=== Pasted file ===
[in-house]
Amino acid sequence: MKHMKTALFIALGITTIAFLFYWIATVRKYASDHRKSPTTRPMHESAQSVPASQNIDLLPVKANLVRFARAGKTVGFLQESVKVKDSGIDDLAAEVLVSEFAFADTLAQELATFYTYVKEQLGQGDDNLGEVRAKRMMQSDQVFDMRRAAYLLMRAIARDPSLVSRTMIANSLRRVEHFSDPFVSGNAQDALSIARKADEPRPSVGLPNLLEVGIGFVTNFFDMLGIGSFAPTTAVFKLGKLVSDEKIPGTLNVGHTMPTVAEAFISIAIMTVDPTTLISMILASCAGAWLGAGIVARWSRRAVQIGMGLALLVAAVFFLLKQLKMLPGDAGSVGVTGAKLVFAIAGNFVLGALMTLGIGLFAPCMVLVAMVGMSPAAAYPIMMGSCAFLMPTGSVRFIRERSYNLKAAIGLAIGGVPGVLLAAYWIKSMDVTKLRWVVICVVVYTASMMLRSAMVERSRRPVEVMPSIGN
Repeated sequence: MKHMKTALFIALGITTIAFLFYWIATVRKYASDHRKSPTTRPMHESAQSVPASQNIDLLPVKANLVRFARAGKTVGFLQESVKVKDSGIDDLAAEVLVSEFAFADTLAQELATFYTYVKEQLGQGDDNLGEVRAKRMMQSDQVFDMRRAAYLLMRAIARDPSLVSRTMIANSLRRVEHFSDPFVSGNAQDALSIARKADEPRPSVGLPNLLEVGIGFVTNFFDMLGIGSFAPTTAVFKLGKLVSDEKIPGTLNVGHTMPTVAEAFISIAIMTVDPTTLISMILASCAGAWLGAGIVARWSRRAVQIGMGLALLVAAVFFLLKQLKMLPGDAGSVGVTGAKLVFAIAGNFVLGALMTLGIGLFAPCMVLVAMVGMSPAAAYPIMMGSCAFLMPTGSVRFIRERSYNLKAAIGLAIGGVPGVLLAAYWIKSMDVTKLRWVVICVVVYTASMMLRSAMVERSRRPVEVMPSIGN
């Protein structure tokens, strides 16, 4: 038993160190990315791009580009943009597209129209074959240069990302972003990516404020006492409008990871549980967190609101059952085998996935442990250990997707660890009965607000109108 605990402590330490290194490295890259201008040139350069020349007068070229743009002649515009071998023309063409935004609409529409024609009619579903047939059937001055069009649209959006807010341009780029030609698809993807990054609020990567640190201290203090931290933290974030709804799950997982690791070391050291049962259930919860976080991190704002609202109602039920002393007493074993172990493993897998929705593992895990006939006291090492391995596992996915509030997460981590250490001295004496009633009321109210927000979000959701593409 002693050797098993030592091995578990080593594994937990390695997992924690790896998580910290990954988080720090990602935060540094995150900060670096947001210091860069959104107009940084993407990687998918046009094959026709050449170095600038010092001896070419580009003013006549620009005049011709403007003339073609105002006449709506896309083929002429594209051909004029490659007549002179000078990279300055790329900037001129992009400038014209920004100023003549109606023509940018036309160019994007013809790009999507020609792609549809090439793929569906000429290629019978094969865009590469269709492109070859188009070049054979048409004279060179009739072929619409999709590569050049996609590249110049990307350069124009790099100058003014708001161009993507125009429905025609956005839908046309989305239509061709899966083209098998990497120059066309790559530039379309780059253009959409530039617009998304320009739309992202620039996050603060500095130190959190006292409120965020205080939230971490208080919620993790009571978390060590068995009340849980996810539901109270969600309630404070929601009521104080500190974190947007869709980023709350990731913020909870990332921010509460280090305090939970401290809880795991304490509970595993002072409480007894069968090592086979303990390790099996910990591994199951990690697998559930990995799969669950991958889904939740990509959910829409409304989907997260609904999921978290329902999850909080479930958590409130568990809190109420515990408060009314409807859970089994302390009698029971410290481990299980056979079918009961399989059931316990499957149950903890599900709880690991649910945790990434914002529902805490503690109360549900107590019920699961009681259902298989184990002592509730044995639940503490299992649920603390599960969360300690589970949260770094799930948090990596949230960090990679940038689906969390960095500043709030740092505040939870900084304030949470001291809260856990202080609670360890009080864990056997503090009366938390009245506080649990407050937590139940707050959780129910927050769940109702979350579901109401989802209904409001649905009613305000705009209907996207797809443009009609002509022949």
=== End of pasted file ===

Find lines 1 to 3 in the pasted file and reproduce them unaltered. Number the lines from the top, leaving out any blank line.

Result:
[in-house]
Amino acid sequence: MKHMKTALFIALGITTIAFLFYWIATVRKYASDHRKSPTTRPMHESAQSVPASQNIDLLPVKANLVRFARAGKTVGFLQESVKVKDSGIDDLAAEVLVSEFAFADTLAQELATFYTYVKEQLGQGDDNLGEVRAKRMMQSDQVFDMRRAAYLLMRAIARDPSLVSRTMIANSLRRVEHFSDPFVSGNAQDALSIARKADEPRPSVGLPNLLEVGIGFVTNFFDMLGIGSFAPTTAVFKLGKLVSDEKIPGTLNVGHTMPTVAEAFISIAIMTVDPTTLISMILASCAGAWLGAGIVARWSRRAVQIGMGLALLVAAVFFLLKQLKMLPGDAGSVGVTGAKLVFAIAGNFVLGALMTLGIGLFAPCMVLVAMVGMSPAAAYPIMMGSCAFLMPTGSVRFIRERSYNLKAAIGLAIGGVPGVLLAAYWIKSMDVTKLRWVVICVVVYTASMMLRSAMVERSRRPVEVMPSIGN
Repeated sequence: MKHMKTALFIALGITTIAFLFYWIATVRKYASDHRKSPTTRPMHESAQSVPASQNIDLLPVKANLVRFARAGKTVGFLQESVKVKDSGIDDLAAEVLVSEFAFADTLAQELATFYTYVKEQLGQGDDNLGEVRAKRMMQSDQVFDMRRAAYLLMRAIARDPSLVSRTMIANSLRRVEHFSDPFVSGNAQDALSIARKADEPRPSVGLPNLLEVGIGFVTNFFDMLGIGSFAPTTAVFKLGKLVSDEKIPGTLNVGHTMPTVAEAFISIAIMTVDPTTLISMILASCAGAWLGAGIVARWSRRAVQIGMGLALLVAAVFFLLKQLKMLPGDAGSVGVTGAKLVFAIAGNFVLGALMTLGIGLFAPCMVLVAMVGMSPAAAYPIMMGSCAFLMPTGSVRFIRERSYNLKAAIGLAIGGVPGVLLAAYWIKSMDVTKLRWVVICVVVYTASMMLRSAMVERSRRPVEVMPSIGN